everyone in our community, including me, I love your client touchpoint. I get
it, newsletter. That’s BS. Do I recommend that people send newsletters out? My
answer is yes, I do, but you and I both know that newsletter is different than
something that’s actually useful. Now you’re saying, daylight savings. That’s a
client touchpoint because I’m the type of person, I might forget to change my
clock. Wow, Stacey, it was helpful. I appreciate that.

You said, “Don’t you dare ask for the sale on
that” and that’s contrarian because, I’m going to say most of my
community, including me, I’m going to take the time and effort to think about
you and I’m going to send you that daylight saving thing or I might send
something even more specific to you. I know you’ve got three kids. I know that
you’ve got one kid that’s transitioning from maybe middle school to high school
who’s a girl. I have a phenomenal book for you. For real, I do. You got to read
this book.

Stacey: Except for my daughter’s not transitioning yet to high school, stop
making me older.

Pat: Okay, sorry. [chuckles]

Stacey: She’s still in elementary school. [laughs]

Pat: Okay, sorry. I got that, and again, I’m sorry but this is a great,
phenomenal human touch. I care a lot about my clients, I do this sort of thing.
You’re telling me when I hand you that book or the little note that I stick in
that book, at the bottom, it doesn’t say like, “Hey, Stacy, remember me
for referrals or business?”

Stacey: No, it doesn’t need to. Because of the old-school referral triggers and
old-school ways that we’ve just been taught for so long, and trying to get the
buyers’ attention or trying to get the clients’ attention, that’s why we’ve
been told we need to do those things.

Let me be honest, if you remember that I have a child
transition– I just feel the need to say this as a very vain female. I don’t
have any kids transitioning into high school. We just started Middle School and
we’re still in elementary school with my children but regardless, if you
remembered that I have a child transitioning at this point, you sold my house
two years ago, and you remembered because you’ve been tracking it now, you know
my children’s ages because it’s in your CRM.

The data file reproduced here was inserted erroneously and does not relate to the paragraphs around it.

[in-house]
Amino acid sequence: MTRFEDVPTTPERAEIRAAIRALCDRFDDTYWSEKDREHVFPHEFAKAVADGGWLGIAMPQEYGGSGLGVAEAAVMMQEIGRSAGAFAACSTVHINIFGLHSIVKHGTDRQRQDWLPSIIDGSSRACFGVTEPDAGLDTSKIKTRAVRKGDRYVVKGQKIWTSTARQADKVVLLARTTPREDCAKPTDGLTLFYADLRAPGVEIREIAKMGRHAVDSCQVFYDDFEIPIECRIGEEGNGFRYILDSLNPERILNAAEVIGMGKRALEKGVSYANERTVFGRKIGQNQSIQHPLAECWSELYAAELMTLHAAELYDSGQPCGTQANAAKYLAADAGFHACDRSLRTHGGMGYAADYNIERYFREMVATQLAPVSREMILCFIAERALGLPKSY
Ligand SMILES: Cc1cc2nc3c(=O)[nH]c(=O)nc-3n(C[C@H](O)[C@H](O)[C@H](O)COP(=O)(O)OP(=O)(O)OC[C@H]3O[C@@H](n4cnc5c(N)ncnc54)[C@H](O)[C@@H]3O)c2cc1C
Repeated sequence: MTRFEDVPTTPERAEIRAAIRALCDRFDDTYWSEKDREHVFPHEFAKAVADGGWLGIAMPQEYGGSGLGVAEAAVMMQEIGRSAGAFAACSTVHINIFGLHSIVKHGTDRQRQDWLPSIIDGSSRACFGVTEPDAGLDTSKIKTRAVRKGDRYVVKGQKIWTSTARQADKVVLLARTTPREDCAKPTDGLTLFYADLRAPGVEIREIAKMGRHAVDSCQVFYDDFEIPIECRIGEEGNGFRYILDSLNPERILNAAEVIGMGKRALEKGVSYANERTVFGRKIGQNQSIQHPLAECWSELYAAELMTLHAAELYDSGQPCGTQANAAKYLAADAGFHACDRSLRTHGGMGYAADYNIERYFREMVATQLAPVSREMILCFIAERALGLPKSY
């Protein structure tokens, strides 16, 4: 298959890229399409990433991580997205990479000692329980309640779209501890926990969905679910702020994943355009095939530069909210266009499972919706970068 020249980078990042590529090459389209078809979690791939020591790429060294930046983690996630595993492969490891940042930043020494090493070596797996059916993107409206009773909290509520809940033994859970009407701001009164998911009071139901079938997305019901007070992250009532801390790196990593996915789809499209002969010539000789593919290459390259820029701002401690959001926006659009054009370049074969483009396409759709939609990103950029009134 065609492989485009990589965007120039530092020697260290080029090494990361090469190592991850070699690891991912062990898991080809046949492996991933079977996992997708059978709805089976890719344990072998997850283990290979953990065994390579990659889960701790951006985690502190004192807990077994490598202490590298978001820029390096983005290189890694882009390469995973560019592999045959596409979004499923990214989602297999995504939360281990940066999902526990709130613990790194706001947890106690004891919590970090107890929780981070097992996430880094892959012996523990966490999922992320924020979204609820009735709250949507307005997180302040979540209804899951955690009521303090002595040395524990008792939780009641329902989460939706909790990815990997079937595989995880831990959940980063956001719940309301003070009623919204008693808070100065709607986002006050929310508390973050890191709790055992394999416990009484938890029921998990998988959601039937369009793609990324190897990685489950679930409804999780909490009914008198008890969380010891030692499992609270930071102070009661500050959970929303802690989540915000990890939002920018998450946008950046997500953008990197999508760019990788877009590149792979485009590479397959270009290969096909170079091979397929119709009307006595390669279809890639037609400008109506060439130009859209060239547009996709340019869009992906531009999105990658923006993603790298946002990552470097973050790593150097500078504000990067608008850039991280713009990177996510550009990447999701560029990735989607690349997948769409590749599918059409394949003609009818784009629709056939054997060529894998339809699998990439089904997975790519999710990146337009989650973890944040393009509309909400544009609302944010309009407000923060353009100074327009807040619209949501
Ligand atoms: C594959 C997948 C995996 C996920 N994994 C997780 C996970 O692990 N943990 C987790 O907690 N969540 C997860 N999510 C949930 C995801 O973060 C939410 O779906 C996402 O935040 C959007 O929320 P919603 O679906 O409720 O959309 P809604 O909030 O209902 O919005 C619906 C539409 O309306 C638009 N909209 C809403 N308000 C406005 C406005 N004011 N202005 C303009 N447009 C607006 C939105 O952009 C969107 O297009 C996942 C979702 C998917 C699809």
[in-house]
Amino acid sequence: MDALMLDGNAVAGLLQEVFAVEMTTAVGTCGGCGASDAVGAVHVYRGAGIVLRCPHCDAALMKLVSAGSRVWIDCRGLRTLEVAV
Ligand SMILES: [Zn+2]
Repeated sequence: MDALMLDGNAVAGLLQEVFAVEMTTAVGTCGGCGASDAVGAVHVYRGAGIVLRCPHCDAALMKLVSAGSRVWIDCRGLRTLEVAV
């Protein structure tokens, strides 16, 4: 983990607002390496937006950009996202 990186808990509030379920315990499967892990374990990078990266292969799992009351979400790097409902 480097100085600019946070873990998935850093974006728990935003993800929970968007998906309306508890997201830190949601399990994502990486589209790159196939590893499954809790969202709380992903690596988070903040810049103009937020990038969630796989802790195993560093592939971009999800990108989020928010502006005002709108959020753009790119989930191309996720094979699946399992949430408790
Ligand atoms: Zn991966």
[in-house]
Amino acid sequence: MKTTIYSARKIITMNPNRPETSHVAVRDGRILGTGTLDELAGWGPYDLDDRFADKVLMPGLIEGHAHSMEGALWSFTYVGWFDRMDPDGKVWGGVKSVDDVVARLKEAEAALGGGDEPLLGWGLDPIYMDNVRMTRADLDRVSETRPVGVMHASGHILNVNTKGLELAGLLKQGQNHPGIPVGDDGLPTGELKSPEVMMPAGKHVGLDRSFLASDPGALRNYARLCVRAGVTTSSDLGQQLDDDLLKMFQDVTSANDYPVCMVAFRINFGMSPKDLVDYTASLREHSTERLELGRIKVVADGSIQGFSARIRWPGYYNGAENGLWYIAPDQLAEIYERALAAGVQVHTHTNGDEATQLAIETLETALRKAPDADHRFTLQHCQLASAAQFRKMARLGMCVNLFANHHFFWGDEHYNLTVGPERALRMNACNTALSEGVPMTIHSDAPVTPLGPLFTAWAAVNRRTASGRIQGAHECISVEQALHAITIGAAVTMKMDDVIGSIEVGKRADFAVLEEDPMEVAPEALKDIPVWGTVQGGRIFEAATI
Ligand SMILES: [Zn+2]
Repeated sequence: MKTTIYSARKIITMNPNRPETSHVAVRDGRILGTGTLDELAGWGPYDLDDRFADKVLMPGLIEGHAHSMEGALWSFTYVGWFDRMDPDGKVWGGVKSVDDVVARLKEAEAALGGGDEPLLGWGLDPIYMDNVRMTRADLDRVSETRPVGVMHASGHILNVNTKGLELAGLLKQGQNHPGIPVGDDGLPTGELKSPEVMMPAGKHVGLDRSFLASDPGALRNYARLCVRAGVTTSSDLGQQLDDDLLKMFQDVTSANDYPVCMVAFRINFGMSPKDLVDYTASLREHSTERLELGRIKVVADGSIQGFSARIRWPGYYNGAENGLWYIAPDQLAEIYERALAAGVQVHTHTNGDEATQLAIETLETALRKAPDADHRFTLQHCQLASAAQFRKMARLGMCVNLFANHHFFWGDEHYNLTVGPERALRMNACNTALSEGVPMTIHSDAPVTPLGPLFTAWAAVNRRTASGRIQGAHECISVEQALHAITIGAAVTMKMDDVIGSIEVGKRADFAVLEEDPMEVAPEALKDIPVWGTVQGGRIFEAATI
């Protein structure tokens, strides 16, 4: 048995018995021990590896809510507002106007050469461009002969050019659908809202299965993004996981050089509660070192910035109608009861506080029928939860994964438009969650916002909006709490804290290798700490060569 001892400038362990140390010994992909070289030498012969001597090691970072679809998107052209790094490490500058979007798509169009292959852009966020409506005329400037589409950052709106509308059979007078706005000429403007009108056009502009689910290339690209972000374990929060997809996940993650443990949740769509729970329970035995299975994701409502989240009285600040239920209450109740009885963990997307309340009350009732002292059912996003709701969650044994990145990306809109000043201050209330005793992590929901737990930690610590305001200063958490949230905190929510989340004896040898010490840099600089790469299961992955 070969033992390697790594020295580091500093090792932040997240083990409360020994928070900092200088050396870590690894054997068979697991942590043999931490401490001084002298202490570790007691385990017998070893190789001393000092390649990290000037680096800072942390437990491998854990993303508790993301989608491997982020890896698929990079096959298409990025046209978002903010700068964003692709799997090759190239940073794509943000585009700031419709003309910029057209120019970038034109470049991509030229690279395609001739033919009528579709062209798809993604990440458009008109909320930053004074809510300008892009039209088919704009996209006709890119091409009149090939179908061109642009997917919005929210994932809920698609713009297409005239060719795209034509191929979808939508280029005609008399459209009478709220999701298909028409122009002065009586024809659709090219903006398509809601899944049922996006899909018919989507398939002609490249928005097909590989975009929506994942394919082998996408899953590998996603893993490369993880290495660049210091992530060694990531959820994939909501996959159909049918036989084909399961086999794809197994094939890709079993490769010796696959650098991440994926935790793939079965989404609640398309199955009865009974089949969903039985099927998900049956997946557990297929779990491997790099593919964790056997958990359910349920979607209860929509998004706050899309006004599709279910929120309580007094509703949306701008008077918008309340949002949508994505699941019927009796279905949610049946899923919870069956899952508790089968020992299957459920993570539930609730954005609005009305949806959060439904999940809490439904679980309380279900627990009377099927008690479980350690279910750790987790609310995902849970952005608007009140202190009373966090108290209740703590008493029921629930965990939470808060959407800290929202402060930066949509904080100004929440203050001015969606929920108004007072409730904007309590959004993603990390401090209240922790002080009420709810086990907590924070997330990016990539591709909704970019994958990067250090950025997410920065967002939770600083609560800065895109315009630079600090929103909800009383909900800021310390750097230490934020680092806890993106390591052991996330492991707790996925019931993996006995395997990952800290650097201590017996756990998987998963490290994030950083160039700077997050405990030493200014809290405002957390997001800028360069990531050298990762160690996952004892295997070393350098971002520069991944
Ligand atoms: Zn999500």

You know that my daughter has my son has reached the
age to transition into high school and you send me a book, I am going to love
and remember you forever and don’t worry, I will remember that you were that
wonderful agent that I worked with, that actually became a part of my family’s
life story. Please don’t think you have to remind me of what you do. Can your
name and your logo be on it that clearly says real estate? Of course, but what
I’m saying is, we have to stop always feeling like we have to remind people of
what we do. If the moments we do are so monumental that they have impact in
their life.

You’re sending me an E-newsletter, and I don’t care.
You can definitely send me these newsletter about the market report and put on
there, I’m always available. I hate that, but fine, if you want to do it, do
it. Nobody’s reading it. Nobody cares. I know we think they do. They don’t, but
if you want to keep in touch that way, that’s fine but if you’re doing things
that keep you connected to your clients in a way like that, well, then you’re
already lightyears ahead of a lot of people who are figuring out. What we’re
really talking about right here is the client experience, not even their
referral experience. You doing that book, trust me, I’m not going to forget,
I’m going to remember.

When I’m talking to my friend over drinks one night,
and she says, “My gosh, we have got to get a bigger house. We have all
these children, and they’re just so loud. Don’t you think I’ll be like,
“Oh, you cannot use any other realtor but this one?” Of course,
that’s going to happen. It’s a trust thing you have to build up and understand.
We feel like if we say it on there, it’s going to make people remember it more
and in fact, what it does, particularly on the referral side– I’ll give you
some passes on the client-side, but it cheapens the message. It actually
cheapens the gift when you make it about a sales pitch.

Let’s transition to the referral side because this is
where I’m adamant about this. I will give you some leeway on the client
experience side. I was a realtor for a couple of years. I definitely know the
world that you guys live in. I did it before the ’08 recession, though, where
you basically just turned on your website, and leads poured in. It was a little
bit different. I still worked for the clients that I had, and I still work to
get them but the reality of it is if we look at this from the referral
perspective, when I’m doing marketing and prospecting, I’m trying to talk to
the end-user, the buyer. I’m trying to

talk to the home buyer, the home seller if I’m doing
prospecting and marketing activities. I’m farming a neighborhood, or I was
doing Facebook ads or I’m trying to get publicity in my local paper about real
estate needs, that is all prospecting and marketing activities.

When we switch over here to our referral side and we
start dealing with your referral sources, you’re not talking to the end-user,
you’re not communicating, you’re not building a relationship, you’re not
building trust with the buyer. They may have been a previous buyer because